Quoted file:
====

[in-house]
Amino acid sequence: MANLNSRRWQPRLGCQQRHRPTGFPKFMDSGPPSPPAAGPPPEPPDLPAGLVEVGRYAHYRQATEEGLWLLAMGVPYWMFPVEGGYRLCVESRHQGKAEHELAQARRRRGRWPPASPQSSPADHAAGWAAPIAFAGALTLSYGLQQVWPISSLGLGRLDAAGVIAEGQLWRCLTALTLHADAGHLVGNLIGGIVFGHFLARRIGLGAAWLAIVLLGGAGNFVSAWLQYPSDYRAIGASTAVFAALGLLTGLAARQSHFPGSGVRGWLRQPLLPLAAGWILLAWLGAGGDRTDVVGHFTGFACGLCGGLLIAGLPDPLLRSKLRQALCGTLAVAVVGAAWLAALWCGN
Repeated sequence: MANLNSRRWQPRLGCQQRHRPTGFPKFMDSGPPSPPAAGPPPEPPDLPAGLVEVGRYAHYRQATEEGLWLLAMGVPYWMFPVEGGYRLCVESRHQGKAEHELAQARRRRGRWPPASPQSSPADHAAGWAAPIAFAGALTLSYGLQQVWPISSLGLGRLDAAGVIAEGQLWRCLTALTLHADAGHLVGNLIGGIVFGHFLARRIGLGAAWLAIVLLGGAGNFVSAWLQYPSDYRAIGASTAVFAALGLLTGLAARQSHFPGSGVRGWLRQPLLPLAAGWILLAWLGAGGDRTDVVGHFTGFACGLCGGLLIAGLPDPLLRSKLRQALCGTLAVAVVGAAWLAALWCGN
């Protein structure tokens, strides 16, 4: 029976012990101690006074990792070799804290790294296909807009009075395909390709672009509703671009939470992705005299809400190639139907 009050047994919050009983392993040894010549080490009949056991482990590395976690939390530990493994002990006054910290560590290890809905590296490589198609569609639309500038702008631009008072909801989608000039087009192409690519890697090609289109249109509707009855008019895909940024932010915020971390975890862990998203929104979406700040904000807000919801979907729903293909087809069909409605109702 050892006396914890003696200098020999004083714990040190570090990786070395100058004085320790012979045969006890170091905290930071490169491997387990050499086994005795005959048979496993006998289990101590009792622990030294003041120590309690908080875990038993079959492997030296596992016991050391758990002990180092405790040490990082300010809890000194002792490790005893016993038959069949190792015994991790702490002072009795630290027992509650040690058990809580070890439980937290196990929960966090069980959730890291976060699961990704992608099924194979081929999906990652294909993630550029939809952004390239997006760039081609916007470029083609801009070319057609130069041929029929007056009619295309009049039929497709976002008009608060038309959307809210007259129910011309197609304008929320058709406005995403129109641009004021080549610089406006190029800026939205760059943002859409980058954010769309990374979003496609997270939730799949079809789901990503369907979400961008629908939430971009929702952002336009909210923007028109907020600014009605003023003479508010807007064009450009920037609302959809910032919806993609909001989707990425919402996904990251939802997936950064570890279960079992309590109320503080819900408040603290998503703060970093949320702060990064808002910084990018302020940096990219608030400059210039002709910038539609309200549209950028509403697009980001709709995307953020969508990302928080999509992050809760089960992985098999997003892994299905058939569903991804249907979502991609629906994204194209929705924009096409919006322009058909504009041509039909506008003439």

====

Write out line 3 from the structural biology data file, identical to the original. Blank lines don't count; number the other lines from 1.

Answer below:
Repeated sequence: MANLNSRRWQPRLGCQQRHRPTGFPKFMDSGPPSPPAAGPPPEPPDLPAGLVEVGRYAHYRQATEEGLWLLAMGVPYWMFPVEGGYRLCVESRHQGKAEHELAQARRRRGRWPPASPQSSPADHAAGWAAPIAFAGALTLSYGLQQVWPISSLGLGRLDAAGVIAEGQLWRCLTALTLHADAGHLVGNLIGGIVFGHFLARRIGLGAAWLAIVLLGGAGNFVSAWLQYPSDYRAIGASTAVFAALGLLTGLAARQSHFPGSGVRGWLRQPLLPLAAGWILLAWLGAGGDRTDVVGHFTGFACGLCGGLLIAGLPDPLLRSKLRQALCGTLAVAVVGAAWLAALWCGN